Glynn Purnell is back again is helping to officially launch the Colmore Food Festival. This annual celebration attracts 30,000 visitors to help celebrate food in the heart of Colmore Business District, filled with bars and cafes.


26th-28th August – Lichfield Food Festival

Your Bank Holiday weekend just got very busy! You can expect a massive selection of food and drink stalls, free cookery demonstrations, street food, pop-up coffee and so much more in Lichfield City Centre!


Date TBC – Birmingham Chilli Festival

Visit at your peril! Be prepared to taste some of the hottest sauces, foods and chocolates you could find! See if you can spot Chilli Queen Lou Witterick challenging new contenders for the Chilli eating competition.


3rd-5th November – Cake International

Ideal for cake lovers – eaters or makers! You can find some of the most amazingly detailed cakes in the NEC! Want to know what your favourite celebrity looks like in cake form – you’re bound to find out!


Date TBC – Birmingham German Market

It’s back once again! Enjoy exquisite German food and culture in this month long festive treat! The date is yet to be confirmed, but hopefully it will continue all the way up to Christmas Day again!


Are you attending of these food festivals, or know of anymore? Let us know in the comments!


The Sweet History of the Gulab Jamun

We’re Jamun, We’re Jamun. I hope you like Jamun too!

One of the sweetest dishes South Asian cuisine has to offer is undoubtedly the Gulab Jamun! Made from the perfect concoction of floury, milky, sugary, syrupy and nutty ingredients, the Gulab Jaun packs a powerful punch that rounds off any meal perfectly.

These rose scented syrupy spheres of joy are particularly popular in India, Sri Lanka, Nepal, Pakistan, Bangladesh and now, it would be difficult to find an South Asian restaurant in the UK which doesn’t have this desert on their menu.

Read on to learn the history of the Gulab Jamun and how to make the perfect batch yourself!

The Gulab Jamun Origin Story

“Gulab” is derived from the Persian word gol (flower) and ab (water) whilst “Jamun” is the Hindi/Urdu word for Syzygium cumini, a fruit also known as the Java plum which is a similar size and shape to the Gulab Jamun.

Believe it or not, the first Gulab Jamuns were prepared in medieval India and is the descendant of a fritter. According to the culinary historian Michael Krondl, the dish may have derived from a Persian dish which was improperly prepared by the Mughal emperor Shah Jahan’s personal chef.

The Perfect Gulab Jamun Recipe


  • 130g dried milk powder
  • 3 tablespoons plain flour
  • 2 tablespoons ghee (clarified butter), melted
  • 1/2 teaspoon baking powder
  • 125ml warm milk
  • 1 pinch ground cardamom
  • 1 litre vegetable oil for deep frying
  • 250g caster sugar
  • 200ml water
  • 1 teaspoon rose water
  • 1 pinch ground cardamom
  • 1 tablespoon chopped almonds (optional)
  • 1 tablespoon chopped pistachio nuts (optional)
  • 1 tablespoon sultanas (optional)


  • First of all, get yourself a large bowl and mix together the flour, baking powder, dried milk power and cardamom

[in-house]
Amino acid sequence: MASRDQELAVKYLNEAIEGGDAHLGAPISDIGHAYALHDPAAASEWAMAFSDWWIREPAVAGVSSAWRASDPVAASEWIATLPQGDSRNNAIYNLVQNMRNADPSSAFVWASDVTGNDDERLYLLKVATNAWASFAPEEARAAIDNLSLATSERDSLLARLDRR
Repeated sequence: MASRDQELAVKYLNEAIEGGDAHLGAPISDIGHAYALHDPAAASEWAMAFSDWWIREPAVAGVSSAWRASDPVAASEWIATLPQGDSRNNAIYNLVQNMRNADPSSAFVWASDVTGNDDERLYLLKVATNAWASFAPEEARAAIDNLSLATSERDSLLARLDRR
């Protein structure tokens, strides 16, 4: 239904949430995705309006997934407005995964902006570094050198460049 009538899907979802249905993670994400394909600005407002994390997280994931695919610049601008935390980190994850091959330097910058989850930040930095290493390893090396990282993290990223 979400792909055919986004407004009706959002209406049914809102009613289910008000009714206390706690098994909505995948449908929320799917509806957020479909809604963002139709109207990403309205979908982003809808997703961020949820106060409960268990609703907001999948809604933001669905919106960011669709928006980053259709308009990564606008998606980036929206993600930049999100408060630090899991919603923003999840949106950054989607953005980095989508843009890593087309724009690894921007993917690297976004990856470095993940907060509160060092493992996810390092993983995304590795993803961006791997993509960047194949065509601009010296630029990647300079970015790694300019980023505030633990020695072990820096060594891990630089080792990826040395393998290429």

• Stir in the chopped almonds, chopped pistachio nuts and sultanas (all of which are optional)
  • Add the ghee and mix well with the warm milk
  • When well blended, cover the dough and let the mix rest for 20 mins
  • For the syrup, in a large frying pan, mix and stir the sugar, water, rose water and a pinch of cardamom. Simmer for 1 minute then set this mix aside as well
  • Get a large frying pan and fill it hallway up with oil and heat for 5 minutes over a medium flame
  • Knead the dough and create 20 small balls
  • Then, on a low heat, fry the balls (10 at a time)
  • After a few minutes the Jamun will expand twice their size and begin to float. At this point, increase the heat to medium and turn them frequently until they turn golden brown.
  • Remove the Jamun from the oil, allow them to cool slightly and then drain them using a kitchen towel.
  • Place all of the Jamun onto a pan with the syrup and simmer over a medium heat for 5 minutes.
  • Squeeze them sporadically so the Jamun can soak up as much of the syrup as possible.
  • Serve immediately or allow to cool then chill.

Best Bollywood Films about Food!

What’s the one thing that’s bigger than Bollywood?…Food!

But what happens when you combine the two? You’ll get an explosion of culture and exquisite taste enough to warm the soul!

Combining the best in Bollywood acting, and sublime cooking skills can only spell out for a great film!

But what are the best Bollywood films about food? Find out below!

The Lunchbox

“Sometimes the wrong train can get you to the right station”

A charming film starring Irrfan Khan and Nimrat Kaur, we see a young woman cooking for someone she’s never known, and awaiting the notes he sends back to her!

Both characters are suffering from personal issues, and through food they’re helping each other cope and build!


Luv Shuv Tey Chicken Khurana

A man on the run from a dangerous UK gangster, lead character Omi Khurana, played by Kunal Kapoor, tries to help uncover the secret family recipe of Chicken Khurana in order to help restore family order!

With lots of family issues uncovered, you can always count on the hunt of a secret recipe to help bring everyone back together!


Cheeni Kum